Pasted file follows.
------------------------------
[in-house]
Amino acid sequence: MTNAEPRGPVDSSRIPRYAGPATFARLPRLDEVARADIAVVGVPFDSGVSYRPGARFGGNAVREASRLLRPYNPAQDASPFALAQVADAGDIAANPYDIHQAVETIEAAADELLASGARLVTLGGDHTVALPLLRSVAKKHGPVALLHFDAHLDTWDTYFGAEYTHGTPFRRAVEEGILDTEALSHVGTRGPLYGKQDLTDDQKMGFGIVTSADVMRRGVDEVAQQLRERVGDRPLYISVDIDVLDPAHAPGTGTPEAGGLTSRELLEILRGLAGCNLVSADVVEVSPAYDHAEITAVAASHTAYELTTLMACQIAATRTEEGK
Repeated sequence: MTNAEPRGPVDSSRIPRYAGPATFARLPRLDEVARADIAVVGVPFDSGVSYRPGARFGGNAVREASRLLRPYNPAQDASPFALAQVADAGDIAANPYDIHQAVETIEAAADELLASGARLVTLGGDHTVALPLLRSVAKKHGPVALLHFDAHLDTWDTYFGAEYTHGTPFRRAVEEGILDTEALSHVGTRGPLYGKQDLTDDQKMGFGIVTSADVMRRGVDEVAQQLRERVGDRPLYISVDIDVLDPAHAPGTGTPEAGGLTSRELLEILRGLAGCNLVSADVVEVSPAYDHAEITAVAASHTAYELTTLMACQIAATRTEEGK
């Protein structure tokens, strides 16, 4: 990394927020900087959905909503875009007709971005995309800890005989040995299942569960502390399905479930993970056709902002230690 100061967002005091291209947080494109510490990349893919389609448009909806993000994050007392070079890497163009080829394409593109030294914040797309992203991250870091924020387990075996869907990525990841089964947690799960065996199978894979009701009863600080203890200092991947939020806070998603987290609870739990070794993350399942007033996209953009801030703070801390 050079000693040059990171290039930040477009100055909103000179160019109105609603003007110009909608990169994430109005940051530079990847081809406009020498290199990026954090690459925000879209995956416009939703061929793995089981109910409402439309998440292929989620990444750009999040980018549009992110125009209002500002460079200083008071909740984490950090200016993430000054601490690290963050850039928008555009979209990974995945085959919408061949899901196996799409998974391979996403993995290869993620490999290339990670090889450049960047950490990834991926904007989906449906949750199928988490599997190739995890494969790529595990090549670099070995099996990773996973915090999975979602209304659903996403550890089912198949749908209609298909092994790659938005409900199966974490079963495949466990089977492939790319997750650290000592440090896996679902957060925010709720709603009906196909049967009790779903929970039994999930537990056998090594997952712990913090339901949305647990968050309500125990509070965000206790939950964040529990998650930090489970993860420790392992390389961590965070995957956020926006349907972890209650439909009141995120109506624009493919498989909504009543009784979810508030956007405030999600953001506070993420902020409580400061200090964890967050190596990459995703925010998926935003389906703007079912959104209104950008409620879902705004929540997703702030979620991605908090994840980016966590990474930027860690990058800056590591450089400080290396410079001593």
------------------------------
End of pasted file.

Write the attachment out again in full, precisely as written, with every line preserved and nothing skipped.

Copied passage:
[in-house]
Amino acid sequence: MTNAEPRGPVDSSRIPRYAGPATFARLPRLDEVARADIAVVGVPFDSGVSYRPGARFGGNAVREASRLLRPYNPAQDASPFALAQVADAGDIAANPYDIHQAVETIEAAADELLASGARLVTLGGDHTVALPLLRSVAKKHGPVALLHFDAHLDTWDTYFGAEYTHGTPFRRAVEEGILDTEALSHVGTRGPLYGKQDLTDDQKMGFGIVTSADVMRRGVDEVAQQLRERVGDRPLYISVDIDVLDPAHAPGTGTPEAGGLTSRELLEILRGLAGCNLVSADVVEVSPAYDHAEITAVAASHTAYELTTLMACQIAATRTEEGK
Repeated sequence: MTNAEPRGPVDSSRIPRYAGPATFARLPRLDEVARADIAVVGVPFDSGVSYRPGARFGGNAVREASRLLRPYNPAQDASPFALAQVADAGDIAANPYDIHQAVETIEAAADELLASGARLVTLGGDHTVALPLLRSVAKKHGPVALLHFDAHLDTWDTYFGAEYTHGTPFRRAVEEGILDTEALSHVGTRGPLYGKQDLTDDQKMGFGIVTSADVMRRGVDEVAQQLRERVGDRPLYISVDIDVLDPAHAPGTGTPEAGGLTSRELLEILRGLAGCNLVSADVVEVSPAYDHAEITAVAASHTAYELTTLMACQIAATRTEEGK
């Protein structure tokens, strides 16, 4: 990394927020900087959905909503875009007709971005995309800890005989040995299942569960502390399905479930993970056709902002230690 100061967002005091291209947080494109510490990349893919389609448009909806993000994050007392070079890497163009080829394409593109030294914040797309992203991250870091924020387990075996869907990525990841089964947690799960065996199978894979009701009863600080203890200092991947939020806070998603987290609870739990070794993350399942007033996209953009801030703070801390 050079000693040059990171290039930040477009100055909103000179160019109105609603003007110009909608990169994430109005940051530079990847081809406009020498290199990026954090690459925000879209995956416009939703061929793995089981109910409402439309998440292929989620990444750009999040980018549009992110125009209002500002460079200083008071909740984490950090200016993430000054601490690290963050850039928008555009979209990974995945085959919408061949899901196996799409998974391979996403993995290869993620490999290339990670090889450049960047950490990834991926904007989906449906949750199928988490599997190739995890494969790529595990090549670099070995099996990773996973915090999975979602209304659903996403550890089912198949749908209609298909092994790659938005409900199966974490079963495949466990089977492939790319997750650290000592440090896996679902957060925010709720709603009906196909049967009790779903929970039994999930537990056998090594997952712990913090339901949305647990968050309500125990509070965000206790939950964040529990998650930090489970993860420790392992390389961590965070995957956020926006349907972890209650439909009141995120109506624009493919498989909504009543009784979810508030956007405030999600953001506070993420902020409580400061200090964890967050190596990459995703925010998926935003389906703007079912959104209104950008409620879902705004929540997703702030979620991605908090994840980016966590990474930027860690990058800056590591450089400080290396410079001593």